The carbon footprint per VISA transaction is only 0. But even a comparison with the average non-cash transaction in the regular financial system still reveals that an average Bitcoin transaction requires several thousands of times more energy.
More energy efficient algorithms, like proof-of-stake, have been in development over recent years. In proof-of-stake coin owners create blocks rather than miners, thus not requiring power hungry machines that produce as many hashes per second as possible.
Because of this, the energy consumption of proof-of-stake is negligible compared to proof-of-work. Bitcoin could potentially switch to such an consensus algorithm, which would significantly improve environmental sustainability. The only downside is that there are many different versions of proof-of-stake, and none of these have fully proven themselves yet. Nevertheless the work on these algorithms offers good hope for the future.
Even though the total network hashrate can easily be calculated, it is impossible to tell what this means in terms of energy consumption as there is no central register with all active machines and their exact power consumption.
This arbitrary approach has therefore led to a wide set of energy consumption estimates that strongly deviate from one another, sometimes with a disregard to the economic consequences of the chosen parameters. The Bitcoin Energy Consumption Index therefore proposes to turn the problem around, and approach energy consumption from an economic perspective.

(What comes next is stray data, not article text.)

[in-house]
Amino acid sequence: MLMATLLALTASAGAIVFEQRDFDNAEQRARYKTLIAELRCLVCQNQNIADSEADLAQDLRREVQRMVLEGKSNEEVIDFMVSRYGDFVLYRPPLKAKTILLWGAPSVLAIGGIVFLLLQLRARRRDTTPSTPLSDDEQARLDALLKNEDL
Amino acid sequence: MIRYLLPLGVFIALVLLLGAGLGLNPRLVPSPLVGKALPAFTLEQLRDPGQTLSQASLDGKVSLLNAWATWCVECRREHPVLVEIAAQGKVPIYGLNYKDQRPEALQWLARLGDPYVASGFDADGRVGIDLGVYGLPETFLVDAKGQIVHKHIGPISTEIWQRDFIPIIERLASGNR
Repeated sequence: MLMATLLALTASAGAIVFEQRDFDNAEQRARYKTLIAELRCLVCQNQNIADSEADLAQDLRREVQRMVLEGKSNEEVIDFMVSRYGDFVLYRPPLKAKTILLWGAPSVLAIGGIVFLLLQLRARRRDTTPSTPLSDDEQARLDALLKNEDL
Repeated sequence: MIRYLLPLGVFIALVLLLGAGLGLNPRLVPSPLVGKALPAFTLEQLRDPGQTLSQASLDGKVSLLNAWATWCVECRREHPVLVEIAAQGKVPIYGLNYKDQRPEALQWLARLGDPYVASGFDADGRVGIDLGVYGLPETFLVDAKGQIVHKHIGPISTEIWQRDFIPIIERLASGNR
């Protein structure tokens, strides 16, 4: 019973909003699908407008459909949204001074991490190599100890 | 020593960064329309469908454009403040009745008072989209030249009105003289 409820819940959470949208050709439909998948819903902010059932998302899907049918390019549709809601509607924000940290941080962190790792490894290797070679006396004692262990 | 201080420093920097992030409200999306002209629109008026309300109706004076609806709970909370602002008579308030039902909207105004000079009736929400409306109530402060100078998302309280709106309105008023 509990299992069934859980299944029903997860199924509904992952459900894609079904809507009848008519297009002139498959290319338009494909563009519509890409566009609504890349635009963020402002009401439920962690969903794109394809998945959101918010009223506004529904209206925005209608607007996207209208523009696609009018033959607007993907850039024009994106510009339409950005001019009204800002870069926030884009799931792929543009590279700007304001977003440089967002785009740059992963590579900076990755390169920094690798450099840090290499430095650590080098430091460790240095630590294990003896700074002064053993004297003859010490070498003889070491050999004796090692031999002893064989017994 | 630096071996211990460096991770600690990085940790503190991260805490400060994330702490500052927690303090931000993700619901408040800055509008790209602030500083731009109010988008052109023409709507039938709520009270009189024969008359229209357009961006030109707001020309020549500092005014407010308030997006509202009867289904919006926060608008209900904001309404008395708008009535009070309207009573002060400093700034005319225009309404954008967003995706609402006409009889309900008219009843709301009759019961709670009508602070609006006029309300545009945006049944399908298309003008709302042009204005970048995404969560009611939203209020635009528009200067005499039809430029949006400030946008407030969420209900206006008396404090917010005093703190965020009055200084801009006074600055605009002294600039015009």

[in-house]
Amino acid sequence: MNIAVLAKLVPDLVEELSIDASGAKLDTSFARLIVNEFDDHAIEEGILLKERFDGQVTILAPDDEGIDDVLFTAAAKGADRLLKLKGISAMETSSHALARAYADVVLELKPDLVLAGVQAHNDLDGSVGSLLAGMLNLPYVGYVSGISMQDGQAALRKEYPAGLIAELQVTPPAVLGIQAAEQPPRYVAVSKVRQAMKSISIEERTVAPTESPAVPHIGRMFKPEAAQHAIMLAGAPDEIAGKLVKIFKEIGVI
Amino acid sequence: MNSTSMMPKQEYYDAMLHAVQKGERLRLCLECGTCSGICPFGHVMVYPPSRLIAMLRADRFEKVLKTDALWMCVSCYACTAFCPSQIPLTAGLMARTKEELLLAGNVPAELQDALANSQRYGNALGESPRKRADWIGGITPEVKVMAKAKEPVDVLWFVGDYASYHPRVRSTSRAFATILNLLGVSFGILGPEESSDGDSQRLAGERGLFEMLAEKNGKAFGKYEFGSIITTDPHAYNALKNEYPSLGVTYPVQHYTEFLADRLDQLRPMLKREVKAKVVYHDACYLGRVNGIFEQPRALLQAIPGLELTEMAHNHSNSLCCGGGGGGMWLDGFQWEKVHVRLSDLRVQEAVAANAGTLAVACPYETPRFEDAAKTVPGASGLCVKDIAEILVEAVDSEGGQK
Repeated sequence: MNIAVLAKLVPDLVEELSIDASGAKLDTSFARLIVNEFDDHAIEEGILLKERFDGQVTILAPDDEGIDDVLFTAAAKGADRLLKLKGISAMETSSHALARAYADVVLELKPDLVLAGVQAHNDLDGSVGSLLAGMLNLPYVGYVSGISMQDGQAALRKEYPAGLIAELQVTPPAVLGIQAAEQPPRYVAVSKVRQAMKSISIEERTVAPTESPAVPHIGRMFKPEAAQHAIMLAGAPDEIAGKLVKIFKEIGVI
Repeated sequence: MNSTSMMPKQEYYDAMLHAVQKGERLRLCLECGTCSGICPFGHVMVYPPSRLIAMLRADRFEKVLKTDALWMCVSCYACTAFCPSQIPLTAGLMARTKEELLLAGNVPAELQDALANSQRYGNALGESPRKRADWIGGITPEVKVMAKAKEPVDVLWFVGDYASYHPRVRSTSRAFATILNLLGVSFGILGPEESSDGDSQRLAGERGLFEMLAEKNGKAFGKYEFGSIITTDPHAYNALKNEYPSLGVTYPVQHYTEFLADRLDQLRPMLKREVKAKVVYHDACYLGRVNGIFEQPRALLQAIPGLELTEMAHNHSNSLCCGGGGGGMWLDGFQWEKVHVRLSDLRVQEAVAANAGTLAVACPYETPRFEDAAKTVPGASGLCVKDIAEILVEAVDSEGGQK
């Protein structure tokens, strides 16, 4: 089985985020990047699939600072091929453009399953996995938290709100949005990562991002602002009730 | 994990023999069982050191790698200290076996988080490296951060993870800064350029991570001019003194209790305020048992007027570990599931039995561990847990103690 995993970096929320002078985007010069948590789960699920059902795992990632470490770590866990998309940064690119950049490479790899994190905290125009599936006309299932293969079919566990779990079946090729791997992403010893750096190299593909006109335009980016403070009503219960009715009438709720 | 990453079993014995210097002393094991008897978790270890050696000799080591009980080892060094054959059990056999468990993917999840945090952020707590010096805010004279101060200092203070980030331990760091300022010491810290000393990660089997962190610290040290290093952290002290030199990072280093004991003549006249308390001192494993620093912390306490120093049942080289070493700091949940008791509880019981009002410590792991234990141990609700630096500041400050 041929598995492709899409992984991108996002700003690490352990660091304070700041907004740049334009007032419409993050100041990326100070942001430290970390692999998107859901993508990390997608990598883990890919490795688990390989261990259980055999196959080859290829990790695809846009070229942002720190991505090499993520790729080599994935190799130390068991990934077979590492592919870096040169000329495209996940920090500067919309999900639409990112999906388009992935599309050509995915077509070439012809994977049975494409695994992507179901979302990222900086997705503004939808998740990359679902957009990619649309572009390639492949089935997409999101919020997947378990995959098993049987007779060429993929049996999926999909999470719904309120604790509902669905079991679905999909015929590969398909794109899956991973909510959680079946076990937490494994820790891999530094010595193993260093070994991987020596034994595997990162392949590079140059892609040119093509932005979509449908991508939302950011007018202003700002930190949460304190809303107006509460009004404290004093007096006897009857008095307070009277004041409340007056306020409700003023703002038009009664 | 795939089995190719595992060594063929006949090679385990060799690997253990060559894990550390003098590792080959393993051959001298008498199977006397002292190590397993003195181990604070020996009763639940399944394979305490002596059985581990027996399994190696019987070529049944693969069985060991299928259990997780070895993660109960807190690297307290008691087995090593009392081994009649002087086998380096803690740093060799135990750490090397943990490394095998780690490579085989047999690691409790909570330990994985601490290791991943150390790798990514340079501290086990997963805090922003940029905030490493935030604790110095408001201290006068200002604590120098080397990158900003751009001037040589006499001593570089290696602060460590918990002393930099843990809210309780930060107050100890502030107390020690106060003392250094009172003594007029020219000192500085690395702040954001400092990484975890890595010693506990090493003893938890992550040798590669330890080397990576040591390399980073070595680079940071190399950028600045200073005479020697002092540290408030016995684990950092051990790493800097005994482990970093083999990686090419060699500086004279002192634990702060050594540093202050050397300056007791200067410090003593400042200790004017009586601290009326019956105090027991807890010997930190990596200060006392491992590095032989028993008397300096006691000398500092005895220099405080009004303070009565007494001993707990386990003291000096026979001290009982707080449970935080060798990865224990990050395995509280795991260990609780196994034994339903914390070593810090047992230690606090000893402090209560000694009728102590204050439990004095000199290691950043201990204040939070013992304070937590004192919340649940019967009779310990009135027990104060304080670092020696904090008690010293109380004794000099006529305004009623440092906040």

The index is built on the premise that miner income and costs are related. Since electricity costs are a major component of the ongoing costs, it follows that the total electricity consumption of the Bitcoin network must be related to miner income as well. To put it simply, the higher mining revenues, the more energy-hungry machines can be supported.
Note that one may reach different conclusions on applying different assumptions a calculator that allows for testing different assumptions has been made available here. The chosen assumptions have been chosen in such a way that they can be considered to be both intuitive and conservative, based on information of actual mining operations.
In the end, the goal of the Index is not to produce a perfect estimate, but to produce an economically credible day-to-day estimate that is more accurate and robust than an estimate based on the efficiency of a selection of mining machines.
The latter index was based on the alternative methodology provided by Bevand which is strongly advocated by Koomey , but failed to produce significantly different estimates. Apart from the energy consumption estimates, the resulting environmental impact in the form of carbon footprint has also been strongly contested by critics like Robert Sharratt and the company Coinshares. Specifically, Sharratt used the Coinshares mining report to argue that the network has limited environmental impact.
This is an important omission, as it ignores that the carbon intensity of electricity bought in Sichuan China , where miners are primarily located according to Coinshares, is nowhere near as low as one might expect. Of course, the Bitcoin Energy Consumption Index is also very much a prediction model for future Bitcoin energy consumption unlike hashrate-based estimates that have no predictive properties.
At the moment January , miners are spending a lot more on electricity. This can happen after a significant drop in mining revenues where mining becomes generally unprofitable. In this situation machines are removed from rather than added to the network. Annualized Total Footprints Carbon Footprint. Electrical Energy.